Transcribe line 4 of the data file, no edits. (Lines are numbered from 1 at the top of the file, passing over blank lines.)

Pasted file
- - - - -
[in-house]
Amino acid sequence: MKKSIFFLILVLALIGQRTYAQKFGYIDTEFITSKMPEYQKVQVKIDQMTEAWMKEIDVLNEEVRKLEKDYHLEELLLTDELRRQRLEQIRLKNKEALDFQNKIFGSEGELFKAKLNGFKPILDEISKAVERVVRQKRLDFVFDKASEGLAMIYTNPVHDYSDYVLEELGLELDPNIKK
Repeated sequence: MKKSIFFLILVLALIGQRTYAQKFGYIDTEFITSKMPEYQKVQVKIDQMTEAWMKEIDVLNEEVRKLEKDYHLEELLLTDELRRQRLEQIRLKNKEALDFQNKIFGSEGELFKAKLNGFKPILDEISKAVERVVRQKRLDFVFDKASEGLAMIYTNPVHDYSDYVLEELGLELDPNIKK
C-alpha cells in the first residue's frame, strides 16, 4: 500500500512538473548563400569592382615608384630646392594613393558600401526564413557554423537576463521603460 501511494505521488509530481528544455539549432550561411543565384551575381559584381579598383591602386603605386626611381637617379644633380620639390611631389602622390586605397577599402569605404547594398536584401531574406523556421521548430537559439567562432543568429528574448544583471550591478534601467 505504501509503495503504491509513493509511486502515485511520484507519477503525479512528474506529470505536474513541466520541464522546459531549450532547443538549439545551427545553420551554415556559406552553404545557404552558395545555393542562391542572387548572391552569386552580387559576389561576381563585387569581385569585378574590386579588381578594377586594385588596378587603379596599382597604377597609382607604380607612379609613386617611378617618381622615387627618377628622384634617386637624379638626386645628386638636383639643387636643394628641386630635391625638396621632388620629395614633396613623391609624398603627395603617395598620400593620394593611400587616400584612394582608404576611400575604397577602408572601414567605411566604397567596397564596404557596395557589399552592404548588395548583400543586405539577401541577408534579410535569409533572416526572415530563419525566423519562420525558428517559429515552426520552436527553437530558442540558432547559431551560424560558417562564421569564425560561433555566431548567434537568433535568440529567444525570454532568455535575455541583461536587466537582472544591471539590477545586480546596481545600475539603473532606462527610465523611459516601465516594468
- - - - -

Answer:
C-alpha cells in the first residue's frame, strides 16, 4: 500500500512538473548563400569592382615608384630646392594613393558600401526564413557554423537576463521603460 501511494505521488509530481528544455539549432550561411543565384551575381559584381579598383591602386603605386626611381637617379644633380620639390611631389602622390586605397577599402569605404547594398536584401531574406523556421521548430537559439567562432543568429528574448544583471550591478534601467 505504501509503495503504491509513493509511486502515485511520484507519477503525479512528474506529470505536474513541466520541464522546459531549450532547443538549439545551427545553420551554415556559406552553404545557404552558395545555393542562391542572387548572391552569386552580387559576389561576381563585387569581385569585378574590386579588381578594377586594385588596378587603379596599382597604377597609382607604380607612379609613386617611378617618381622615387627618377628622384634617386637624379638626386645628386638636383639643387636643394628641386630635391625638396621632388620629395614633396613623391609624398603627395603617395598620400593620394593611400587616400584612394582608404576611400575604397577602408572601414567605411566604397567596397564596404557596395557589399552592404548588395548583400543586405539577401541577408534579410535569409533572416526572415530563419525566423519562420525558428517559429515552426520552436527553437530558442540558432547559431551560424560558417562564421569564425560561433555566431548567434537568433535568440529567444525570454532568455535575455541583461536587466537582472544591471539590477545586480546596481545600475539603473532606462527610465523611459516601465516594468